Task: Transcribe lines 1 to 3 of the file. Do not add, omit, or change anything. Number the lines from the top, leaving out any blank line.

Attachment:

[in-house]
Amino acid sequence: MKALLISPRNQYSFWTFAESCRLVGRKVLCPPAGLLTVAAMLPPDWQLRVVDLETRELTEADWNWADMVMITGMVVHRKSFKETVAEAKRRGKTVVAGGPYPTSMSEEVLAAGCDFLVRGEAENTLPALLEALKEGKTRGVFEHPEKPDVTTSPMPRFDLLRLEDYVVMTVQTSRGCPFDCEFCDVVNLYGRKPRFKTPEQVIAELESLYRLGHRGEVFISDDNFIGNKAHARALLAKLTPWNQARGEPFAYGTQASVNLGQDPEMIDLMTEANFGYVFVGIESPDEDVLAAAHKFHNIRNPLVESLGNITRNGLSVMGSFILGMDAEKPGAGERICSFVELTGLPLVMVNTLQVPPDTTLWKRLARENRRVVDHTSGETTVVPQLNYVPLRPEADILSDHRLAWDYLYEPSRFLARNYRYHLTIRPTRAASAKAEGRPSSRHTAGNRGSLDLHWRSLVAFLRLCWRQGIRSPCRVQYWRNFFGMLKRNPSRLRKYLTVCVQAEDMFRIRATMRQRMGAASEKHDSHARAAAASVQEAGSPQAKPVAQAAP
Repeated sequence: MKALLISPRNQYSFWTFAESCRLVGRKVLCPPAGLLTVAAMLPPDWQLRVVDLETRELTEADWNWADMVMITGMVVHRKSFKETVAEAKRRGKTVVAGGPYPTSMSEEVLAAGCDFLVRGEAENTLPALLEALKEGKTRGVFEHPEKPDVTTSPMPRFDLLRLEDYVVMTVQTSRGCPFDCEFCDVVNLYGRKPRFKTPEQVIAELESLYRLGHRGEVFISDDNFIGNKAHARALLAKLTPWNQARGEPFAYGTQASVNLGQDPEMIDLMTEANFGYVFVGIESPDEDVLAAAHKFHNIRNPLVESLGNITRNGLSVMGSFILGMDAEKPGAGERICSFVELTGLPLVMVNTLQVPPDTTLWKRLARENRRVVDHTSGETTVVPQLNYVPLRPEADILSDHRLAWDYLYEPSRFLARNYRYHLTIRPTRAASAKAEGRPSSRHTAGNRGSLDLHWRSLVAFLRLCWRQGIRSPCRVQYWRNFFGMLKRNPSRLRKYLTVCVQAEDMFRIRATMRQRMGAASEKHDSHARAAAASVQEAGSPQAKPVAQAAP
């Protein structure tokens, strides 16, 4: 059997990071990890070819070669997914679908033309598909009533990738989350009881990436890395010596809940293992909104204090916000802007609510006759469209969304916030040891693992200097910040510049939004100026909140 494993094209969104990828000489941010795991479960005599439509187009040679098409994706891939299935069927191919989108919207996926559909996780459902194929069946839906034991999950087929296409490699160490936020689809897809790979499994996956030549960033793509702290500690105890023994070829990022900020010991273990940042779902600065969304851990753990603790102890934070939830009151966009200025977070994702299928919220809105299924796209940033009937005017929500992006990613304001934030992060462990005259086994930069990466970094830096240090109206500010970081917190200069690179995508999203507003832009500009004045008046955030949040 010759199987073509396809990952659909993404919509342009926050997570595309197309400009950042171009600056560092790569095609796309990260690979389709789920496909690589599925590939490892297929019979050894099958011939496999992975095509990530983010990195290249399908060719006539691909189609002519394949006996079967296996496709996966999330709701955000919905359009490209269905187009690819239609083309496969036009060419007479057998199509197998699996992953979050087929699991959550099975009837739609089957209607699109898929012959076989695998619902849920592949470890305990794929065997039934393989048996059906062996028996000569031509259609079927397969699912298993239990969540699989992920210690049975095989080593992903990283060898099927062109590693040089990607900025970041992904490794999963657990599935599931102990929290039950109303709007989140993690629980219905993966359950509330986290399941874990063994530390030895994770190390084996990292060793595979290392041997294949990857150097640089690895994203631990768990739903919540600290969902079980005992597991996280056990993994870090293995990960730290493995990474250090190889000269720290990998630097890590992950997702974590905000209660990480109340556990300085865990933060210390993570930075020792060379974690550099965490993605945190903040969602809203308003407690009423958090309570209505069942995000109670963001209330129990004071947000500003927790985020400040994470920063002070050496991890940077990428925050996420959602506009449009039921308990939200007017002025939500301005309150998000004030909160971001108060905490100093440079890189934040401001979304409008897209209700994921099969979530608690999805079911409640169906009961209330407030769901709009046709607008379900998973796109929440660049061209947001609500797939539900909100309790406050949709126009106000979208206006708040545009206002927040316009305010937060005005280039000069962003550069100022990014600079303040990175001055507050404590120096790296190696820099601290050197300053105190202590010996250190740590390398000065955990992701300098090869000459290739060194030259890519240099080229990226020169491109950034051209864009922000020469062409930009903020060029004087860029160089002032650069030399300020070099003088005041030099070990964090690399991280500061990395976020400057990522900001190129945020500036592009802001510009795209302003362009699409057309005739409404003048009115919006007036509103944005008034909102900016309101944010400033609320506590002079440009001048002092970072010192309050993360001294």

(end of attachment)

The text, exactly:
[in-house]
Amino acid sequence: MKALLISPRNQYSFWTFAESCRLVGRKVLCPPAGLLTVAAMLPPDWQLRVVDLETRELTEADWNWADMVMITGMVVHRKSFKETVAEAKRRGKTVVAGGPYPTSMSEEVLAAGCDFLVRGEAENTLPALLEALKEGKTRGVFEHPEKPDVTTSPMPRFDLLRLEDYVVMTVQTSRGCPFDCEFCDVVNLYGRKPRFKTPEQVIAELESLYRLGHRGEVFISDDNFIGNKAHARALLAKLTPWNQARGEPFAYGTQASVNLGQDPEMIDLMTEANFGYVFVGIESPDEDVLAAAHKFHNIRNPLVESLGNITRNGLSVMGSFILGMDAEKPGAGERICSFVELTGLPLVMVNTLQVPPDTTLWKRLARENRRVVDHTSGETTVVPQLNYVPLRPEADILSDHRLAWDYLYEPSRFLARNYRYHLTIRPTRAASAKAEGRPSSRHTAGNRGSLDLHWRSLVAFLRLCWRQGIRSPCRVQYWRNFFGMLKRNPSRLRKYLTVCVQAEDMFRIRATMRQRMGAASEKHDSHARAAAASVQEAGSPQAKPVAQAAP
Repeated sequence: MKALLISPRNQYSFWTFAESCRLVGRKVLCPPAGLLTVAAMLPPDWQLRVVDLETRELTEADWNWADMVMITGMVVHRKSFKETVAEAKRRGKTVVAGGPYPTSMSEEVLAAGCDFLVRGEAENTLPALLEALKEGKTRGVFEHPEKPDVTTSPMPRFDLLRLEDYVVMTVQTSRGCPFDCEFCDVVNLYGRKPRFKTPEQVIAELESLYRLGHRGEVFISDDNFIGNKAHARALLAKLTPWNQARGEPFAYGTQASVNLGQDPEMIDLMTEANFGYVFVGIESPDEDVLAAAHKFHNIRNPLVESLGNITRNGLSVMGSFILGMDAEKPGAGERICSFVELTGLPLVMVNTLQVPPDTTLWKRLARENRRVVDHTSGETTVVPQLNYVPLRPEADILSDHRLAWDYLYEPSRFLARNYRYHLTIRPTRAASAKAEGRPSSRHTAGNRGSLDLHWRSLVAFLRLCWRQGIRSPCRVQYWRNFFGMLKRNPSRLRKYLTVCVQAEDMFRIRATMRQRMGAASEKHDSHARAAAASVQEAGSPQAKPVAQAAP